David Davis destroys Truss' leadership campaign
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Liz Truss and Penny Mordaunt are battling to win over Kemi Badenoch’s supporters after she was knocked out of the contest, and face frontrunner Rishi Sunak in the run-off. The Foreign Secretary received a surge in support in the penultimate ballot, putting her within touching distance of Ms Mordaunt as the right of the party appears to be coalescing around her. But former Brexit Secretary David Davis has explained why he supports Ms Mordaunt.
Speaking to LBC, Mr Davis said: “Ex-Lib Dem, she voted Remain in the referendum, made the last speech in favour of a referendum, was enthusiastic for remain and now because it’s suitable to future prospects in the party has become a Brexiteer.
“I know which one I trust. The one who fought the case, Penny Mordaunt, right through including in Cabinet.
“It’s obvious that Penny’s the better call.”
He added: “It’s not simply Brexit, it’s also on tax.
“Do people believe the risky strategy offered by others or do they believe the sensible steady strategy being offered by Penny? Do they accept all the nonsense?”
Discussing the vote share in the recent leadership vote, Mr Davis continued: “Some went to Liz Truss from Tom Tugendhat. About 10 went to Penny and I think about the same number went to Rishi.
“Rishi’s four or five chief whips reallocated them to Penny for the reasons we’ve said, he wants to fight Liz.
“That’s the person who will lose the debate with him.”
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Boris Johnson stripped the Tory party whip, and the right to vote in the leadership election, from Penny Mordaunt-backing MP Tobias Ellwood after he failed to support the Government in the confidence vote.
Nadine Dorries, the Culture Secretary and arch ally of the Prime Minister, angrily denied suggestions Mr Johnson was working to boost Liz Truss’s campaign for No 10.
Ms Truss, the Foreign Secretary, is being backed by Mr Johnson’s allies and is seen as the most likely challenger to face Rishi Sunak in the run-off if she can overcome Ms Mordaunt, who has so far come second in voting among Tory MPs.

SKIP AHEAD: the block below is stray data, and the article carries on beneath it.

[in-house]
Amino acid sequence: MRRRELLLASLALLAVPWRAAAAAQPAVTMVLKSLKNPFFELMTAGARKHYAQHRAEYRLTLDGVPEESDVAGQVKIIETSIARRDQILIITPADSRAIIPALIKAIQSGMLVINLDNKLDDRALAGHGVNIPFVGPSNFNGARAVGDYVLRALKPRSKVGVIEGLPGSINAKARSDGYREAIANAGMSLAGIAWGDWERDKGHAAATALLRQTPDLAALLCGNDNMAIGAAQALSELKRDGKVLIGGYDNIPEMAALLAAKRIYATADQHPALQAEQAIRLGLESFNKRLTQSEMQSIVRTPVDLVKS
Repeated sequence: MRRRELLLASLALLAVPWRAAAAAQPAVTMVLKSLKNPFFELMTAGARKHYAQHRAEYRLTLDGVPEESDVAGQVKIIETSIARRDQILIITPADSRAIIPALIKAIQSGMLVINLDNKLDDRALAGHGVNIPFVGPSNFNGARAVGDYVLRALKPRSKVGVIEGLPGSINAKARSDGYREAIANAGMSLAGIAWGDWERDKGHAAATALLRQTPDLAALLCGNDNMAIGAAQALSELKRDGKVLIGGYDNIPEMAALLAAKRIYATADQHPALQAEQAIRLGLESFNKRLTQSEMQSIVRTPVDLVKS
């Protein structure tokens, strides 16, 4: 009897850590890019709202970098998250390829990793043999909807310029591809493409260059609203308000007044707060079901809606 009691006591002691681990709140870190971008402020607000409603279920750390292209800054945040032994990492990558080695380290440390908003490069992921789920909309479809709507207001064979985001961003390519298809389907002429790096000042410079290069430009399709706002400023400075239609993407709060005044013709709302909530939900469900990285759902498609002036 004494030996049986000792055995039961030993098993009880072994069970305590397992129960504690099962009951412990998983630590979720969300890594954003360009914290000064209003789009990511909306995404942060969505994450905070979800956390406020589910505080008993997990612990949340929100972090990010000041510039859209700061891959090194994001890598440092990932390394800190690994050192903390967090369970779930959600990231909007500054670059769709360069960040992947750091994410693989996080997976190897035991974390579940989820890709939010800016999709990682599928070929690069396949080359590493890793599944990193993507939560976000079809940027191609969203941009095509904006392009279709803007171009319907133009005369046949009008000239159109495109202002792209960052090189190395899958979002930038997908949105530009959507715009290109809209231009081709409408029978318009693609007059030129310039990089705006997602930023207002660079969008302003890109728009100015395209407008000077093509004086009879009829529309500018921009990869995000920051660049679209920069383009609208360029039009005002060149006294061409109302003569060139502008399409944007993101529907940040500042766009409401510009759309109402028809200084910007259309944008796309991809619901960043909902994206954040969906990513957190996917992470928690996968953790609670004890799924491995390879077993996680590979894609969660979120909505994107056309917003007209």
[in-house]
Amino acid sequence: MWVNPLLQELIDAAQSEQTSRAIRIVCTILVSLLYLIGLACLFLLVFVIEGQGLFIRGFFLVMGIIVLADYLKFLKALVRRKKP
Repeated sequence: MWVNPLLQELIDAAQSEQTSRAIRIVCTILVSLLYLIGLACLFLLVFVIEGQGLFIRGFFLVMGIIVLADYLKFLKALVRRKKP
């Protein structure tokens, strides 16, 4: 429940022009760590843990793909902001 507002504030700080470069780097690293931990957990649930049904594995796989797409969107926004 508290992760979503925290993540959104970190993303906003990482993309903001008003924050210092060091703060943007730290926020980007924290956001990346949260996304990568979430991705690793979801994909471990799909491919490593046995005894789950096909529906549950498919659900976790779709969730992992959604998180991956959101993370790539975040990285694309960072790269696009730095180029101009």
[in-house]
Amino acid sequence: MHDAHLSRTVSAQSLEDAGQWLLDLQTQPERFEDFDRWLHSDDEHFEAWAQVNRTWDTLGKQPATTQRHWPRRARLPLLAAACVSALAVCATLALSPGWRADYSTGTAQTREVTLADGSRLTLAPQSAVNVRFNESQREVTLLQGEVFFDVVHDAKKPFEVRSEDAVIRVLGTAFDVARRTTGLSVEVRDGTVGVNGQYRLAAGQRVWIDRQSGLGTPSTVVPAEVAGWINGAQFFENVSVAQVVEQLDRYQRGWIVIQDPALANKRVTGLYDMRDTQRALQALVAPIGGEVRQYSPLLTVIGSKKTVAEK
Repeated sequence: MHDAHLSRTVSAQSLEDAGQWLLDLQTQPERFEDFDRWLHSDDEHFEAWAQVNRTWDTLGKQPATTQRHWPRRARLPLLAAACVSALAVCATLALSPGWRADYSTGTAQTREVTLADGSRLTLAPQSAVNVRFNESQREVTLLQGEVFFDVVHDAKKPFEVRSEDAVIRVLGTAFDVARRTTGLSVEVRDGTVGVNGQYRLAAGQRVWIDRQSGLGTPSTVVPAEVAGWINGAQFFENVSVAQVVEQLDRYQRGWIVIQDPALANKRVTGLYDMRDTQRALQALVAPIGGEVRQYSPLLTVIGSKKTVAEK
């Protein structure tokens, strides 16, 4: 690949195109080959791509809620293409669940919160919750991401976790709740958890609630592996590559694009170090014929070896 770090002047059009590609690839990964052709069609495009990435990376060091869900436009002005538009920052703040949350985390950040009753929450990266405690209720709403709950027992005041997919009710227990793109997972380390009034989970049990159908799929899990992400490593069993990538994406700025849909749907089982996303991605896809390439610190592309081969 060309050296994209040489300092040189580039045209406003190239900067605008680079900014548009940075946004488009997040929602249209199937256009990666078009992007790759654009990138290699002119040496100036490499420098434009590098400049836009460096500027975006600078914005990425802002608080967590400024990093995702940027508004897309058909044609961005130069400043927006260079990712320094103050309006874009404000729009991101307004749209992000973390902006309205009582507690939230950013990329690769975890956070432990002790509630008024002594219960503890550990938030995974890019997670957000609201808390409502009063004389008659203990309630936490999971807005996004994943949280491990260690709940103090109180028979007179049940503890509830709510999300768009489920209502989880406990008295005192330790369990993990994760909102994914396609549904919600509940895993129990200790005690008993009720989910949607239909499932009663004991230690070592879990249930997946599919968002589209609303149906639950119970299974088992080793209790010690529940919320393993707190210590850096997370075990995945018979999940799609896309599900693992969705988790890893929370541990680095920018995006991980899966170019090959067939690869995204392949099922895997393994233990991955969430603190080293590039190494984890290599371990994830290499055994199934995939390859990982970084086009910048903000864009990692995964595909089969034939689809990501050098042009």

Mr Ellwood, a former minister who chairs the Commons Defence Committee, argued he was unable to travel back from a meeting with the president of Moldova because of “unprecedented disruption”.
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But a Tory source said: “Other Conservative MPs cancelled foreign trips, left poorly relatives, and one MP’s mother died on the morning of the vote, and still attended and voted.”
Sir Graham Brady, the chairman of the 1922 Committee of backbench Tories in charge of the leadership election, confirmed that those who lose the Tory whip, meaning they are kicked out of the parliamentary party, can no longer vote in the race.
With Mr Johnson’s move coming ahead of the penultimate round of voting by Tory MPs on Tuesday afternoon, it prompted speculation that he was working for the benefit of Ms Truss’s campaign.
But Ms Dorries wrote on Twitter: “This is wholly untrue and frankly utterly ridiculous.
“Every single MP of every party is under no illusion regarding the price to be paid in not voting during a Gov confidence motion. It’s a very clearly defined and historic red line. Tobias could have voted like everyone else.”
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